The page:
Leaders of Latin music's concert industry wrestled with tough questions about their changing roles Tuesday at the Billboard Latin Music Conference in San Juan, Puerto Rico.

At the "Playing Musical Chairs (In the New Touring Arena)" panel, moderator Michel Vega, VP and head of Latin music at William Morris Endeavor Entertainment, asked panelists to consider the pros and cons of radio stations and labels moving into concert promotion and management.

Perhaps unsurprisingly, both Ricardo Cordero, director of live events for SBS Entertainment in Puerto Rico - where the radio giant has promoted shows by Aventura, Ricardo Arjona and Hector Acosta "El Torito" - and Westwood Entertainment co-founder Jorge Juarez - whose company manages artists, promotes concerts and is majority owned by Sony Music - denied any conflicts of interest in their business models.

"We take offers from [other] promoters," said Juarez, when asked how he could fairly manage and promote the concerts of the same act. "We look at what will benefit the artist," both in terms of money and what he called "added value" as far as marketing and publicity.

In response to a question about whether SBS was unfairly leveraging its power over playlists to squeeze artists in a concert contract negotiation, Cordero said he wasn't a radio programmer and that SBS Radio decisions were separate from SBS Entertainment's deals. Also, SBS Entertainment is in competition with other promoters and has to offer an attractive deal to secure a date, said Cordero.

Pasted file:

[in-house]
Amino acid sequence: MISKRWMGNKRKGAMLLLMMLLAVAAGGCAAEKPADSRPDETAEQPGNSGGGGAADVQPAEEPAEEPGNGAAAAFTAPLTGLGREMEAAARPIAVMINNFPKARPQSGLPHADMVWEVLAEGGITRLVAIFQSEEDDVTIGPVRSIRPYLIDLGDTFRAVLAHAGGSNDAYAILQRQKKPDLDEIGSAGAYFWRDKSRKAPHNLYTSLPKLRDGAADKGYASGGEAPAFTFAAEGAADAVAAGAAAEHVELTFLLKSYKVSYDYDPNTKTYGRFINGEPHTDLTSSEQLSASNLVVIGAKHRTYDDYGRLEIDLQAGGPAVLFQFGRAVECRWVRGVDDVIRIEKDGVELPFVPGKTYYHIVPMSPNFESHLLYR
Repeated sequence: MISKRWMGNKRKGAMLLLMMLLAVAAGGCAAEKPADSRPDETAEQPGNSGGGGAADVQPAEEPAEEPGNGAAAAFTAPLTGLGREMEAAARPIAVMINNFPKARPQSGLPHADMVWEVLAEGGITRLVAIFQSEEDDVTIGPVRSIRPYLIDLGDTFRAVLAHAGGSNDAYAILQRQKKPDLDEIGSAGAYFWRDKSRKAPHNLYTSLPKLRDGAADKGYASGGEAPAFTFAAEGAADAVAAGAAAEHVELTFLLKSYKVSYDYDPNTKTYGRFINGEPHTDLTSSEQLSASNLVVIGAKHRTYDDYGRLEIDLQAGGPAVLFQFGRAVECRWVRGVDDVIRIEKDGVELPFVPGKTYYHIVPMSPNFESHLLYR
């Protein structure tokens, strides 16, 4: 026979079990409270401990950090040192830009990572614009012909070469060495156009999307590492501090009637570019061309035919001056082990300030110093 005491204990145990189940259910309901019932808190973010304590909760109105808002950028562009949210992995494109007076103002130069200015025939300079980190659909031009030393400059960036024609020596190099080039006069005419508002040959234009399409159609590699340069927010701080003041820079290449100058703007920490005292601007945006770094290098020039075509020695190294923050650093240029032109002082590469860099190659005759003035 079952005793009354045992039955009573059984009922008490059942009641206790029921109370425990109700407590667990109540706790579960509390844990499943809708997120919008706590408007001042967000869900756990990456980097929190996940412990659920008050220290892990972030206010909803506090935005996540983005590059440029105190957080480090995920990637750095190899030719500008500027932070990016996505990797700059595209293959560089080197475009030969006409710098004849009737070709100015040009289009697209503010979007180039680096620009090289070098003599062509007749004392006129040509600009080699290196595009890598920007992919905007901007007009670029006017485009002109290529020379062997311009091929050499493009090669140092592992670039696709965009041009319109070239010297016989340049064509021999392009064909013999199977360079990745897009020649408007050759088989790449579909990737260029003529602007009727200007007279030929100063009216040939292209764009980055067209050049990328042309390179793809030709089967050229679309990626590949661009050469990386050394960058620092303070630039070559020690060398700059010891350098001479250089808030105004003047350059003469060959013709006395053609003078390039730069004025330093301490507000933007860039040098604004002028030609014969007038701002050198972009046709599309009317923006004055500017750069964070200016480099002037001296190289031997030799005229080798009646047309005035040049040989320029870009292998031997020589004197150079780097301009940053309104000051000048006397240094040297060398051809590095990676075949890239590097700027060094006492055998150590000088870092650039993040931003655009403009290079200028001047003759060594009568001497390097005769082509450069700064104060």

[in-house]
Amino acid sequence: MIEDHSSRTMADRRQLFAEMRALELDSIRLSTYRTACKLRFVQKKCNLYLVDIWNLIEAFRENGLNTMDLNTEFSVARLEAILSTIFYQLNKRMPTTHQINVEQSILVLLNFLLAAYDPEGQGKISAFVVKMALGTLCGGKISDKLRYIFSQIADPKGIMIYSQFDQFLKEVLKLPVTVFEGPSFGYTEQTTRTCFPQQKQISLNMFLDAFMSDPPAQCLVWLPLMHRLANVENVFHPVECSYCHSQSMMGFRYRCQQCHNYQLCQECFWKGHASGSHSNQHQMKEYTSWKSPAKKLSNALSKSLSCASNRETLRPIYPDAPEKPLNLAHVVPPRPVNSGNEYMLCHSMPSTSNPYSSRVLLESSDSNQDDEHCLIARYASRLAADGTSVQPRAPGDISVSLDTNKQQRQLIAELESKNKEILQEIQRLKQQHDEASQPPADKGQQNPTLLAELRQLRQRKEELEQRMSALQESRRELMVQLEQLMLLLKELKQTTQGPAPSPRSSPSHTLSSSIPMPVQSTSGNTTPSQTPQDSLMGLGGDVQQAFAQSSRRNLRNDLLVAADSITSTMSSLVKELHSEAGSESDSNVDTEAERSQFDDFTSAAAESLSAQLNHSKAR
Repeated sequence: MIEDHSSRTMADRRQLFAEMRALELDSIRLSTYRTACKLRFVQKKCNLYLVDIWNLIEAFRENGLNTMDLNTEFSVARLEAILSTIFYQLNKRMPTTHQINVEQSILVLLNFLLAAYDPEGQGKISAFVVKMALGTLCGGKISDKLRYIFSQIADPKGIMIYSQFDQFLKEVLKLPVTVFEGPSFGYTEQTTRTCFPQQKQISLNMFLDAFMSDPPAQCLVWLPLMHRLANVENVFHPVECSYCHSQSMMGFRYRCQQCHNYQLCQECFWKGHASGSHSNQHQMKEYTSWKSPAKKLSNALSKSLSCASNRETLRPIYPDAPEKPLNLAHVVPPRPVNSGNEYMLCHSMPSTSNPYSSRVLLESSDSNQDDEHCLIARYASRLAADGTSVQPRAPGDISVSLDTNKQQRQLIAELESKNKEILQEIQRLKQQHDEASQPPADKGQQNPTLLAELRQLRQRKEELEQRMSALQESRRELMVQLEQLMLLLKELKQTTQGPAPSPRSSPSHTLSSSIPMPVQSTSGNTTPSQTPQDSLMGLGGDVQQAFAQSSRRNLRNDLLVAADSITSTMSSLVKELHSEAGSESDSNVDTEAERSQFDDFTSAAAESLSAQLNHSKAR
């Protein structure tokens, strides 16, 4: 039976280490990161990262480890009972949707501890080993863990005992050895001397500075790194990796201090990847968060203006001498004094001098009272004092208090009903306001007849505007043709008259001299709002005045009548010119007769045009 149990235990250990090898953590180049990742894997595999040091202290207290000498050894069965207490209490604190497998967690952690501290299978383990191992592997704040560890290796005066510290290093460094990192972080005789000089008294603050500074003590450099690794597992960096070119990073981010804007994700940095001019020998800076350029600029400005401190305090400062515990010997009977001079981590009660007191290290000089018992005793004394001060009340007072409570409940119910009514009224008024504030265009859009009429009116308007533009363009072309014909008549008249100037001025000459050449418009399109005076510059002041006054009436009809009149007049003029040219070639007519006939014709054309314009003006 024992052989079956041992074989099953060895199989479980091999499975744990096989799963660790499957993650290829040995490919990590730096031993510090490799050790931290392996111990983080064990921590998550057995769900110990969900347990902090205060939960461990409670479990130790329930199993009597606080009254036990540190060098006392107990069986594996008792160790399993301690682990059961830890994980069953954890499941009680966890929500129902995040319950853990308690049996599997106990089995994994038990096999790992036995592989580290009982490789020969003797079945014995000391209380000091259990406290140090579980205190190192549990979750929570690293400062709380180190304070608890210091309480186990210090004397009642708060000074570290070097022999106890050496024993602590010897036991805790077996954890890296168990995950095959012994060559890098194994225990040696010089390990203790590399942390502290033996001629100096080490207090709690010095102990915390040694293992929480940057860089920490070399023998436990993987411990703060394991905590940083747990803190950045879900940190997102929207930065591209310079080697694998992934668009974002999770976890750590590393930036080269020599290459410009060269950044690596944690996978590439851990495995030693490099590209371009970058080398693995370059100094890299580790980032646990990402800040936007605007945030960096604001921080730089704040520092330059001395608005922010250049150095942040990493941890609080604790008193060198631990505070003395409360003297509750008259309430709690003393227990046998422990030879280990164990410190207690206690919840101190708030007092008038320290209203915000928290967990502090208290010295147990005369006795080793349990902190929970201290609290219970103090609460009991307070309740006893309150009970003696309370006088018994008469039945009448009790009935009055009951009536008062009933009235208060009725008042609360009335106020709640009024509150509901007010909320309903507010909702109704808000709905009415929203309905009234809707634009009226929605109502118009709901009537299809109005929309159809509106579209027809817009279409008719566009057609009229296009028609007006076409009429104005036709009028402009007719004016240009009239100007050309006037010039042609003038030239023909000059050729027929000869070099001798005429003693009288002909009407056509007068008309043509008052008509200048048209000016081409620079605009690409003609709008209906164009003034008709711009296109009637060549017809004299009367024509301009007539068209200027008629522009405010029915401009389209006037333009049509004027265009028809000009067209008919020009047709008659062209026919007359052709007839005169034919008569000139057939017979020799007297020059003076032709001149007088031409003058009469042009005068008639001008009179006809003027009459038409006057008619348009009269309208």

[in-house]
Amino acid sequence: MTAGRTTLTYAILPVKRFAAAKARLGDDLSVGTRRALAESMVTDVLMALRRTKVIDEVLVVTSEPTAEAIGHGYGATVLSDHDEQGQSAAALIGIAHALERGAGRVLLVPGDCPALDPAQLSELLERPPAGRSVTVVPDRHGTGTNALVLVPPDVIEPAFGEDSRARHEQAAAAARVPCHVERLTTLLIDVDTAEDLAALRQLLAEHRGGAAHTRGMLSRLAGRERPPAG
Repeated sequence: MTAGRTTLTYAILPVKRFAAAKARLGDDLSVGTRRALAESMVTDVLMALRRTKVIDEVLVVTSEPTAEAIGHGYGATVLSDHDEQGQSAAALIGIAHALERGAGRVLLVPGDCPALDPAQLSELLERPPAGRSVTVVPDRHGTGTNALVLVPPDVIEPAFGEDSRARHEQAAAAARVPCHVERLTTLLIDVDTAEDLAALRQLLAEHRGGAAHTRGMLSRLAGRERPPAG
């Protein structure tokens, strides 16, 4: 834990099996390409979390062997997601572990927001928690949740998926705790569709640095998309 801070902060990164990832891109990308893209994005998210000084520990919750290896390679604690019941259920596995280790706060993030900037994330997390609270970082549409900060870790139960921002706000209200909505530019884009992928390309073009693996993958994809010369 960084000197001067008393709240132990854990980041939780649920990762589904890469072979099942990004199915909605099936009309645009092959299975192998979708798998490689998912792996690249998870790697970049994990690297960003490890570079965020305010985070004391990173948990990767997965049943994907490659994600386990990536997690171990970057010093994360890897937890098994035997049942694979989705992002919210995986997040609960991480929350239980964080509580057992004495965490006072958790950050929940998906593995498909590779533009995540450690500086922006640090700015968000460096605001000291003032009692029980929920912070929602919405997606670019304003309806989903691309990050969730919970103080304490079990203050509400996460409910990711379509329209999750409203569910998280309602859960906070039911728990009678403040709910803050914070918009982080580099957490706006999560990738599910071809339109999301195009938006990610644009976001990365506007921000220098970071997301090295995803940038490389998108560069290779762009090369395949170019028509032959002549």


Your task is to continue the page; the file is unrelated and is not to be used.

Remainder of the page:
AEG Live VP of Latin talent Rebeca Leon said that SBS Entertainment wasn't even a promoter because it doesn't assume risk, an assertion that Cordero countered by saying SBS Entertainment had indeed paid artists to perform.

At one point, Vega asked Leon if AEG Live was planning on buying radio stations. After an awkward silence, Vega clarified, "It's a joke!"

All the execs on the panel, which also included supermanager and promoter Angelo Medina and Josantonio Mellado Romero, president of Puerto Rican promoters' association COPEP and Famma Events, were bullish on the Latin concert industry despite the recession. Leon said the 2010 U.S. Census would underscore the importance of the Hispanic market, which she says is still underserved as far as entertainment.

"Corporate America is whose attention we have to get," said Leon.